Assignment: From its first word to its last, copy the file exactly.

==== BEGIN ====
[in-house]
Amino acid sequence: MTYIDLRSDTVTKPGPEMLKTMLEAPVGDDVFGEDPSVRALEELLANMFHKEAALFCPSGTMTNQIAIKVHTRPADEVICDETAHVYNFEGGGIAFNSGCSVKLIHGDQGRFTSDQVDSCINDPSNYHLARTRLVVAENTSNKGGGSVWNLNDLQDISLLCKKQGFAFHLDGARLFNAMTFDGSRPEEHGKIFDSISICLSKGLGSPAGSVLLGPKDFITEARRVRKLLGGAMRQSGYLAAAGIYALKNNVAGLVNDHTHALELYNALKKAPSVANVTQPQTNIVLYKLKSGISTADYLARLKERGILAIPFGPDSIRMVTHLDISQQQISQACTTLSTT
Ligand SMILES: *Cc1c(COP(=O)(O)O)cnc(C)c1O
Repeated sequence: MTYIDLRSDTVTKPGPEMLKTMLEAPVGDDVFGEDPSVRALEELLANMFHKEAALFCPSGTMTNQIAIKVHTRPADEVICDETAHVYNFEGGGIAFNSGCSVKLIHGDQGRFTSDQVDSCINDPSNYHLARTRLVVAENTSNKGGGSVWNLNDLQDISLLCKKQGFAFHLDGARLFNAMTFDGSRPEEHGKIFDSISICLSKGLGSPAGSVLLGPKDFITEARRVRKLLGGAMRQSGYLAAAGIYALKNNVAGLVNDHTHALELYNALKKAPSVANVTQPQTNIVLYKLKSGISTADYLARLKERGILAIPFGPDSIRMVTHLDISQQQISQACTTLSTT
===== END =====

[in-house]
Amino acid sequence: MTYIDLRSDTVTKPGPEMLKTMLEAPVGDDVFGEDPSVRALEELLANMFHKEAALFCPSGTMTNQIAIKVHTRPADEVICDETAHVYNFEGGGIAFNSGCSVKLIHGDQGRFTSDQVDSCINDPSNYHLARTRLVVAENTSNKGGGSVWNLNDLQDISLLCKKQGFAFHLDGARLFNAMTFDGSRPEEHGKIFDSISICLSKGLGSPAGSVLLGPKDFITEARRVRKLLGGAMRQSGYLAAAGIYALKNNVAGLVNDHTHALELYNALKKAPSVANVTQPQTNIVLYKLKSGISTADYLARLKERGILAIPFGPDSIRMVTHLDISQQQISQACTTLSTT
Ligand SMILES: *Cc1c(COP(=O)(O)O)cnc(C)c1O
Repeated sequence: MTYIDLRSDTVTKPGPEMLKTMLEAPVGDDVFGEDPSVRALEELLANMFHKEAALFCPSGTMTNQIAIKVHTRPADEVICDETAHVYNFEGGGIAFNSGCSVKLIHGDQGRFTSDQVDSCINDPSNYHLARTRLVVAENTSNKGGGSVWNLNDLQDISLLCKKQGFAFHLDGARLFNAMTFDGSRPEEHGKIFDSISICLSKGLGSPAGSVLLGPKDFITEARRVRKLLGGAMRQSGYLAAAGIYALKNNVAGLVNDHTHALELYNALKKAPSVANVTQPQTNIVLYKLKSGISTADYLARLKERGILAIPFGPDSIRMVTHLDISQQQISQACTTLSTT